Many graduating seniors at Joplin High School are anxious to get on with their lives. Somewhat incredibly, even a visit from President Obama on Monday evening was not enough to dampen the desire of many teens to move on from a tragedy that has defined a community in the nation’s eyes.

But the reality is that the community has been moving on—rapidly by some accounts—from last year’s EF-5 tornado that plowed through 7,500 homes and more than 500 businesses, claiming 161 lives and inflicting $2.8 billion in damages.

Click to see exclusive video footage of the tornado damage in Joplin one year ago.

Contrary to a cursory glance at Google Maps, there has been tremendous progress in Joplin in the past year. This was evident at Tuesday’s series of commemorative events, where tears did flow but anticipation of brighter days pervaded the air. The day began with a memorial service at Freeman and included a Unity Walk, groundbreaking ceremonies for local schools and a host of sobering, yet inspiring speeches by politicians and others.

In a ceremony held at a local park where 161 trees were planted to honor the victims, Joplin City Manager Mark Rohr announced that of the 7,500 homes affected by the storm, “61 percent are under permits to be rebuilt or have already been repaired or rebuilt.”

Rebuilding Joplin has been a valiant endeavor, one that 130,000 volunteers have readily assumed. Brick by brick, hand by hand, determined Joplin residents, charitable and faith-based groups, and individuals from outlying communities, as well as insurance company adjusters, restoration and construction professionals have dramatically altered the landscape of mangled buildings and anorexic trees.

One consistent presence in the community has been Convoy of Hope, which delivered thousands of pounds of food and supplies to displaced residents and has since stayed to help rebuild houses.

A diverse meld of these devoted souls, including medical professionals who “sutured under the glow of a flashlight” joined media and first-time Joplin visitors yesterday to celebrate the progress.

The following slideshow depicts some of the many highlights, including nearly 10,000 processing through the tornado’s epicenter. This orderly march was a rapid departure from the horror of people searching through rubble on May 22, 2011. Additionally, contributions of Habitat for Humanity (particularly the Tulsa, Okla. chapter) and even Extreme Makeover: Home Edition are tangible, in the form of new homes situated on pristine lots.

Photo credit: Dwight Douglas, all rights reserved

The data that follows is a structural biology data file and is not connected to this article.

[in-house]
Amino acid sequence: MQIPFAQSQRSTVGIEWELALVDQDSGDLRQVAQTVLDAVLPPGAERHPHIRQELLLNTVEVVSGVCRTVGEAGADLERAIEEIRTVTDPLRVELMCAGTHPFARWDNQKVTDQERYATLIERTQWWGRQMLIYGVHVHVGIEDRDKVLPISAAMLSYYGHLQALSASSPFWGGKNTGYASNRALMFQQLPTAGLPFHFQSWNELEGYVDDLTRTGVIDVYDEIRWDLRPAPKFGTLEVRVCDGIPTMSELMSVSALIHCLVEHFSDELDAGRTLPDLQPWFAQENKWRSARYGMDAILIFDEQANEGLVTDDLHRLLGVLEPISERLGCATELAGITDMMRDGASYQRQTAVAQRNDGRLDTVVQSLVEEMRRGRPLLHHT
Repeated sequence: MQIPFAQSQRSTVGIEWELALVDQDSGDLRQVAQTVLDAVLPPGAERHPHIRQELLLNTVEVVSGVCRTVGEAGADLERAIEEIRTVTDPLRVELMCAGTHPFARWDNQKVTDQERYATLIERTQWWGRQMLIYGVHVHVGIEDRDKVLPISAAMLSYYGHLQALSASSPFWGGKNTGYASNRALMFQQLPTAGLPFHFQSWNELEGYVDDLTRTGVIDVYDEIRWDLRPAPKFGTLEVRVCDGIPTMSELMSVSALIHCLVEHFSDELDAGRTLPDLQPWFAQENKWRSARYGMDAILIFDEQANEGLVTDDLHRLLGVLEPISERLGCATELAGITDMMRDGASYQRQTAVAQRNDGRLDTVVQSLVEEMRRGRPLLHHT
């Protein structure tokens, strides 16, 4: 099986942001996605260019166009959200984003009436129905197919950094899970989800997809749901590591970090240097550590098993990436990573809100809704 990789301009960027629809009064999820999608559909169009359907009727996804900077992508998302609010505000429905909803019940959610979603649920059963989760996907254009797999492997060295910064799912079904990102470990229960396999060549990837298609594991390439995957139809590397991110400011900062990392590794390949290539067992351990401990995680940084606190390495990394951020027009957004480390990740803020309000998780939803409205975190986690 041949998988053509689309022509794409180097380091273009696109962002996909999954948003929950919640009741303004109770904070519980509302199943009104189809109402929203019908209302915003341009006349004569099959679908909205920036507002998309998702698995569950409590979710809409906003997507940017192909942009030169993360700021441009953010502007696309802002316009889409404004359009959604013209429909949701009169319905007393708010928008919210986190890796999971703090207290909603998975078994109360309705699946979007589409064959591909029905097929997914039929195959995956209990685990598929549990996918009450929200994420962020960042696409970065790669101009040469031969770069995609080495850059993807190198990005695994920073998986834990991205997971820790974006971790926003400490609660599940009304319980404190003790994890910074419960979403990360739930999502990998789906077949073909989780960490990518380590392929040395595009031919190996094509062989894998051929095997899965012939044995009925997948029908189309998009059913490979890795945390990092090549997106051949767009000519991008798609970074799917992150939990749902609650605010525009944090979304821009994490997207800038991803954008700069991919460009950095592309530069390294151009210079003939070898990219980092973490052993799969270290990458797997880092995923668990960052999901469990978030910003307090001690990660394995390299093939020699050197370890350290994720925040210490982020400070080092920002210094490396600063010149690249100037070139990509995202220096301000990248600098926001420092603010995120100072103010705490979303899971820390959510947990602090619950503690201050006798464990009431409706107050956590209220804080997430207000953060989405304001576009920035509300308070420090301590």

On this same day in 2011, thousands frantically sifted through mounds of debris for survivors and possessions. This year, nearly 10,000 people gathered to embark upon a “Walk of Unity” to symbolize where Joplin has been and where it is going.

Photo credit: Dwight Douglas, all rights reserved

The procession made its way through a 3.7-mile stretch of the tornado zone and boundless sunlight.

Photo credit: Dwight Douglas, all rights reserved

City leaders spoke fondly of the 130,000 registered volunteers who have been instrumental in a recovery effort that is, in many ways, unparalleled. The outpouring of help from neighboring cities has been immense, with some arriving only with their bare hands or basic household tools.

“A man who lives a couple of hours away arrived shortly after the tornado with his two sons and some chain saws,” said Dwight Douglas, counsel for Freeman Health Systems. “They just dove right in, clearing branches and helping distraught homeowners.”

The United Arab Emirates, which first made local headlines after donating laptops to Joplin High students, announced on Tuesday that it would contribute $5 million to Mercy’s St. Johns. A local “chainsaw” artist created this sculpture, which sits at the temporary home of Joplin High.

Photo credit: Christina Bramlet, all rights reserved

In a ceremony held at a local park where 161 trees were planted to honor the victims, Joplin City Manager Mark Rohr announced that of the 7,500 homes affected by the storm, “61 percent are under permits to be rebuilt or have already been repaired or rebuilt.”

Photo credit: Christina Bramlet, all rights reserved

The sheer cleanup involved has been staggering. FEMA covered 90 percent of the cost of clearing out the debris, while Missouri absorbed the remaining 10 percent.

“They blocked off all traffic for 60 days in the epicenter for 350 trucks to move in to clean up,” Douglas said.

Photo credit: Christina Bramlet, all rights reserved

The Extreme Makeover: Home Edition team built several homes on this street less than a mile away from the demolished St. John’s.

Photo credit: Christina Bramlet, all rights reserved

“The talk of sacrifice and resilience of the Joplin community is not a cliché,” Gov. Nixon told members of the press following the Freeman Memorial Service.  The reality is that these people did not give up. They didn’t leave. They stayed and rebuilt the town.”

Heavily impacted after the storm were area renters, some of whom still reside in FEMA trailers, which can be seen when flying into the Joplin Regional Airport.